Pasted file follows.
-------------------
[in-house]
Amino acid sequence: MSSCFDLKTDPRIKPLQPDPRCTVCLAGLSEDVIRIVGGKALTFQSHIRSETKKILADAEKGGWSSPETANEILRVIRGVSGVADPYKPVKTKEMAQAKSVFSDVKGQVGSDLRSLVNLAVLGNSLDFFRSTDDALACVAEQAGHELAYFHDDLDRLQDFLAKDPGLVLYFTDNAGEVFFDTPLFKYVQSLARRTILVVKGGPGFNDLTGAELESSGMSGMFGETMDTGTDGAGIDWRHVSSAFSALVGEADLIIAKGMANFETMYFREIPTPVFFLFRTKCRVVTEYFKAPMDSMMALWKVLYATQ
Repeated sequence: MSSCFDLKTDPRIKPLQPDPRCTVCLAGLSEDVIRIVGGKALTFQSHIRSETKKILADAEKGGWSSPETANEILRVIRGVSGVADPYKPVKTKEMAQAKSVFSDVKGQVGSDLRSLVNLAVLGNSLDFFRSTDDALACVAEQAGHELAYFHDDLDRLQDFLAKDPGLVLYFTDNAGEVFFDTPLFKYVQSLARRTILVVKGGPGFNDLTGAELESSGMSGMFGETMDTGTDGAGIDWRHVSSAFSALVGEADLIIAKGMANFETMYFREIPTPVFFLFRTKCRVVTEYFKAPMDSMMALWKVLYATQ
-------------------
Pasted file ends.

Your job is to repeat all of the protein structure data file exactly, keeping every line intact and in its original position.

[in-house]
Amino acid sequence: MSSCFDLKTDPRIKPLQPDPRCTVCLAGLSEDVIRIVGGKALTFQSHIRSETKKILADAEKGGWSSPETANEILRVIRGVSGVADPYKPVKTKEMAQAKSVFSDVKGQVGSDLRSLVNLAVLGNSLDFFRSTDDALACVAEQAGHELAYFHDDLDRLQDFLAKDPGLVLYFTDNAGEVFFDTPLFKYVQSLARRTILVVKGGPGFNDLTGAELESSGMSGMFGETMDTGTDGAGIDWRHVSSAFSALVGEADLIIAKGMANFETMYFREIPTPVFFLFRTKCRVVTEYFKAPMDSMMALWKVLYATQ
Repeated sequence: MSSCFDLKTDPRIKPLQPDPRCTVCLAGLSEDVIRIVGGKALTFQSHIRSETKKILADAEKGGWSSPETANEILRVIRGVSGVADPYKPVKTKEMAQAKSVFSDVKGQVGSDLRSLVNLAVLGNSLDFFRSTDDALACVAEQAGHELAYFHDDLDRLQDFLAKDPGLVLYFTDNAGEVFFDTPLFKYVQSLARRTILVVKGGPGFNDLTGAELESSGMSGMFGETMDTGTDGAGIDWRHVSSAFSALVGEADLIIAKGMANFETMYFREIPTPVFFLFRTKCRVVTEYFKAPMDSMMALWKVLYATQ